That's fair enough, it's not everyone's cup of tea, I agree that there should be a mainstream kit of the PR.7, after all it is my favourite production Canberra, but I could only imagine it as part of a s sires of kits like I said as a version produced from a B.6. kit. even then I'd be very surprised as PR aircraft come well down the pecking order for mass production kit types. The best bet would be a resin conversion. I think Revel should take the plunge, after the Germans flew those lovely orange B.2's and most of the Canberra Mk.s were based in Germany at some time, So come on Revel I'm waiting for your email! 

 

John       

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I’ll second that. We all need more Canberras in our lives! @canberra kid your PR7 looks gorgeous.

 

I suppose I’m asking too much for Airfix to do a new tool B2 in 1/48 with options for a T4, and a TT18 with 100 Sqn decals …

 

Having said that, the Alley Cat conversion set in 1/48 for the T17 was excellent, even I managed to produce something mildly reminiscent of one of Wyton’s finest …

 

https://www.britmodeller.com/forums/index.php?/topic/235085461-ee-canberra-t17a-wh902ek-no-360-squadron-raf-wyton-1987/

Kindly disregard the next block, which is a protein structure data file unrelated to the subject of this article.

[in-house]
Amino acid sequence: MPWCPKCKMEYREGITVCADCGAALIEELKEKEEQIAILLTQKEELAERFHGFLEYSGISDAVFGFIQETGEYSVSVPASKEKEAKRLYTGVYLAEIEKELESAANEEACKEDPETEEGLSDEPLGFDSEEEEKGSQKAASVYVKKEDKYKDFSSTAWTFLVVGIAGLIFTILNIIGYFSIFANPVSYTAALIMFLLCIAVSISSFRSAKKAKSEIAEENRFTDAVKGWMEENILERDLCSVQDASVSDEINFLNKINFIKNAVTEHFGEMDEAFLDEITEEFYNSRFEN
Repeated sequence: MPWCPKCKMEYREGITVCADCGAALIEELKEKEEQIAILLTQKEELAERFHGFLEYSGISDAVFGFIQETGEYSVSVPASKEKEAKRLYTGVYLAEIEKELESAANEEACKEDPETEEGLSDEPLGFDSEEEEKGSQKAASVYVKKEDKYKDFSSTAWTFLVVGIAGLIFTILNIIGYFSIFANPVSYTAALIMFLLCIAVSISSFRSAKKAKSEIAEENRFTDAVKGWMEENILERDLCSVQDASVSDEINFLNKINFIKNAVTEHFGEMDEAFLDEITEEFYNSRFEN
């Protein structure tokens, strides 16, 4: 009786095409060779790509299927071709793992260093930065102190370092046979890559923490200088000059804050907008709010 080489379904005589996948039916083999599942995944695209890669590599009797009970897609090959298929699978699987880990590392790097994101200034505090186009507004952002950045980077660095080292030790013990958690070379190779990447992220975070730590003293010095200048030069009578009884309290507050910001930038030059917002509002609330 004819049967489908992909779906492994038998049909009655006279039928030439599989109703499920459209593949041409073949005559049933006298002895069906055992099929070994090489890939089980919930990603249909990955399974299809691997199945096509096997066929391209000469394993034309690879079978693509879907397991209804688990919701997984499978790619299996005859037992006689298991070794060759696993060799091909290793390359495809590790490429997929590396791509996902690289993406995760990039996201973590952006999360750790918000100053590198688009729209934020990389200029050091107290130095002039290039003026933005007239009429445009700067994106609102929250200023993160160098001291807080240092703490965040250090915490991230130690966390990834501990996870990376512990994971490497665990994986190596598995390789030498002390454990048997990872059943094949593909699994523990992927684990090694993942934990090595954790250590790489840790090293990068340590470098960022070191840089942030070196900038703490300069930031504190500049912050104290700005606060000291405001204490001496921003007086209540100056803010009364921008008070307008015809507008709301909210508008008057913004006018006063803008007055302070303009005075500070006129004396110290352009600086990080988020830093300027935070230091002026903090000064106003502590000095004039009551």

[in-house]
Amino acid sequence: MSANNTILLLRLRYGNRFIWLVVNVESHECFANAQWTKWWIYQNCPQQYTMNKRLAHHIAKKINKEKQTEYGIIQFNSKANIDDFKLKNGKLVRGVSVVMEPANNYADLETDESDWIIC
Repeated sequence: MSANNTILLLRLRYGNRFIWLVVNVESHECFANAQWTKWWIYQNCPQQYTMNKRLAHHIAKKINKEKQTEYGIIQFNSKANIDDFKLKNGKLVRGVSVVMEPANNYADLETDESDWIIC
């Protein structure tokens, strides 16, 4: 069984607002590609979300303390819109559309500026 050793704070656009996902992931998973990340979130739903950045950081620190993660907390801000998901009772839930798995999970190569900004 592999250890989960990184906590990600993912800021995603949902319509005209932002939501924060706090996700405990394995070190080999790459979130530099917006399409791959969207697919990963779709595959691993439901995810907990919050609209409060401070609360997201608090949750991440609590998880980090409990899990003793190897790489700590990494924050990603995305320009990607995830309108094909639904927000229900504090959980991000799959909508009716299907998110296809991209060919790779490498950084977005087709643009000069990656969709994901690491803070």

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18 hours ago, BillF67 said:

It seems that, say Airfix produce a PR9 so Italieri think we’ll do a better PR9 then Tamiya decide they can do better still then Hasagoatit decide that if they’re doing PR9s then so will we then somebody else picks up some old PR9 moulds and churns some more out because everybody is doing PR9s and so on.

I'm not sure I fully understand the point here. I think that is almost certainly the case with "popular" types (F-4, F-14, F-16, Spitfire, P-51 etc etc); I am not sure it is really true of less fashionable types such as the Canberra (all versions), where it seems the reverse is true. That is, once somebody makes a kit of the type,  no matter how good / mediocre / bad the product is, it seems to close the door for any other manufacturer  doing it - presumably on the basis that its cornered what's percieved to be a "limited market".  Hence so few decent kits of post war British types until Airfix  focused on them in the last decade. And these are often types in world wide service (e.g. Hunter F6, Meteor F.8 etc).